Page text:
—Bill Lanigan

Opinions on nuclear power are almost as varied as on global warming, but as the saying goes, "You are entitled to your own opinions, but not to your own facts." Nuclear power follows a course similar to your poll: Very Safe when built and promised to be very safe by the owners and agencies involved. Somewhat safe after the engineer falls asleep and some type of human error screws things up. Not very safe when a system fails. And not at all safe when disaster strikes as in Japan, Russia or Three Mile Island. The only part that has been left out and we as humans have been spared so far is the step after “Not safe at all,” where a nuclear meltdown wipes out half a country and spreads radiation over half a globe. God help us this never happens.
—Joe Wierzbowski, Plymouth Photo Studio

We need new sources of electricity for our ever growing demand. Nuclear power plants have proven to be safe and reliable. The tragic earthquake in Japan reinforces the need to build even more fail safe systems into any new plants that are built. But we must march forward with nuclear to lessen our dependence on foreign oil. I’m all for "green" energy, but as of today it still does not exist as a viable option to generate the quantities we need.
—George Thomas, Ogden

Let’s not have a knee-jerk reaction here. The plants actually performed as planned with respect to the quakes and withstood the forces thereof. The problem was with the tsunami that took out power and was seemingly unplanned for. Absent the tsunami, we wouldn’t be having this discussion. So cover the bases for tsunamis and let’s not overreact.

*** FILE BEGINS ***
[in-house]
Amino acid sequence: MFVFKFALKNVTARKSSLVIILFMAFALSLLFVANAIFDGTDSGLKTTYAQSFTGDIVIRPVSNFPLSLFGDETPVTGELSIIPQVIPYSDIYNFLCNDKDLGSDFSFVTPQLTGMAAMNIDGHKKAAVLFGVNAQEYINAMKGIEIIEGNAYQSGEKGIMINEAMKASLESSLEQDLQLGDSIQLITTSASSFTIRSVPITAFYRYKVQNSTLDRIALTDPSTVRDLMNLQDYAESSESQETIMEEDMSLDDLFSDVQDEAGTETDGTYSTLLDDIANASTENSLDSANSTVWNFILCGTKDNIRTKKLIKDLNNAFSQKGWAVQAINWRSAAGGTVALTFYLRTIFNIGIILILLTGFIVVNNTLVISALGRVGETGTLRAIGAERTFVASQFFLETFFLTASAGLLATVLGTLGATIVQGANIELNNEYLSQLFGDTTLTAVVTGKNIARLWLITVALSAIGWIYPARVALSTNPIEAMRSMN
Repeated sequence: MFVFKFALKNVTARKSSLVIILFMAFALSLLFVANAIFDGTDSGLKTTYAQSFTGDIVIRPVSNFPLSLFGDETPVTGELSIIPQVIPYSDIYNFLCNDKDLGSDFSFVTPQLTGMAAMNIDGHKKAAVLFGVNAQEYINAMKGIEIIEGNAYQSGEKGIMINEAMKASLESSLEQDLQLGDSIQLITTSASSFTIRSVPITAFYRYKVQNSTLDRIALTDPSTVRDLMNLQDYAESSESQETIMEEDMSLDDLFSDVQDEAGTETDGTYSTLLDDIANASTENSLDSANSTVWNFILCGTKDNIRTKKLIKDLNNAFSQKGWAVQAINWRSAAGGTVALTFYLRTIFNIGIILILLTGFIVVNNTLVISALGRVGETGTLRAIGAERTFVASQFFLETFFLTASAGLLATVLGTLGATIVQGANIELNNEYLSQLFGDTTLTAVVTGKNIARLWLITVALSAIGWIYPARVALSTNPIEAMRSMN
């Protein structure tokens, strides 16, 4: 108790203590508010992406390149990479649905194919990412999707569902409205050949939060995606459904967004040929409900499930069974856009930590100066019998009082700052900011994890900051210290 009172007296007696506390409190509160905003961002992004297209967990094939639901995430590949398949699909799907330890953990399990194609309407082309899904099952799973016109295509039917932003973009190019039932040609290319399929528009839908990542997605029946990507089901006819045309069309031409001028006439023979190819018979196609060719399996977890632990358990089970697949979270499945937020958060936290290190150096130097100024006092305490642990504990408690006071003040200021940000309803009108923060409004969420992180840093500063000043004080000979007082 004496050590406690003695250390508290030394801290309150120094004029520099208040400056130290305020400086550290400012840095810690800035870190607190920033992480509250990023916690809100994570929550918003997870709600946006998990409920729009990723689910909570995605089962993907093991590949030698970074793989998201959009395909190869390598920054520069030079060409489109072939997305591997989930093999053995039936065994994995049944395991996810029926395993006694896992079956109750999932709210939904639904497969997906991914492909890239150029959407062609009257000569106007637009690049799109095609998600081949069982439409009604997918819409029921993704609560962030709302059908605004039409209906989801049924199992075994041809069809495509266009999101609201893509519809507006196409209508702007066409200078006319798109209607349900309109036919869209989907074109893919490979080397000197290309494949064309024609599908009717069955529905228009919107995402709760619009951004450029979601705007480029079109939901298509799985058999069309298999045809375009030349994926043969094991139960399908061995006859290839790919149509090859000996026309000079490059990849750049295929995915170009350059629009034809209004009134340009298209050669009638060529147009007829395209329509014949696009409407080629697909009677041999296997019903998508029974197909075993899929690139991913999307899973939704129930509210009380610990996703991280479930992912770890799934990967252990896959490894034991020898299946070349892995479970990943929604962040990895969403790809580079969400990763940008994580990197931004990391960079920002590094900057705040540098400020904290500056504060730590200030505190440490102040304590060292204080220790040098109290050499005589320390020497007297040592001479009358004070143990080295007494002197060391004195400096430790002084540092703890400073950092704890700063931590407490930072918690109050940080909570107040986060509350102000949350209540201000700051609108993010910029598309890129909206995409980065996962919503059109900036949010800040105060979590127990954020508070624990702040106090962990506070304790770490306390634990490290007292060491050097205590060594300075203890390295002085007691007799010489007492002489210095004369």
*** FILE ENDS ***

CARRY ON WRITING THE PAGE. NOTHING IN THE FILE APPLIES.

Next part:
—Keith Robinson, CFO Diamond Packaging

However, there should be a review if the power plant is built on a fault or existing plants are built on a fault or wherever there could be a loss of power that could interrupt cooling (hurricanes, etc.). This aspect is not too demanding of a thought process.
—David Lincoln, Novipella Inc.

When you discuss how "safe" nuclear energy is you have to consider the hazard and the risk together. Similar to a plane crash, the risk can be low but the hazard can be very high. When you look at the history and the statistics, and when you know about the actual safety systems in place vs. what the liberal news network misreports, nuclear energy is a safe alternative energy that is much, much more abundant and real than wind or solar. I would say the government (who is technically incompetent, as is most of the public who run from anything to do with science, technology, engineering and mathematics only to sit on Facebook) should get educated and informed before rushing to a decision.
—Douglas Strang Jr., S & S Engineering, P.C.

Most forms of energy come with risks to people and the environment. It is frustrating that we are not facing our energy needs with a more realistic, constructive, comprehensive plan toward energy independence. And that would include weighing risks and benefits.
—Carolyn Phinney Rankin, president, Phinney Rankin Inc.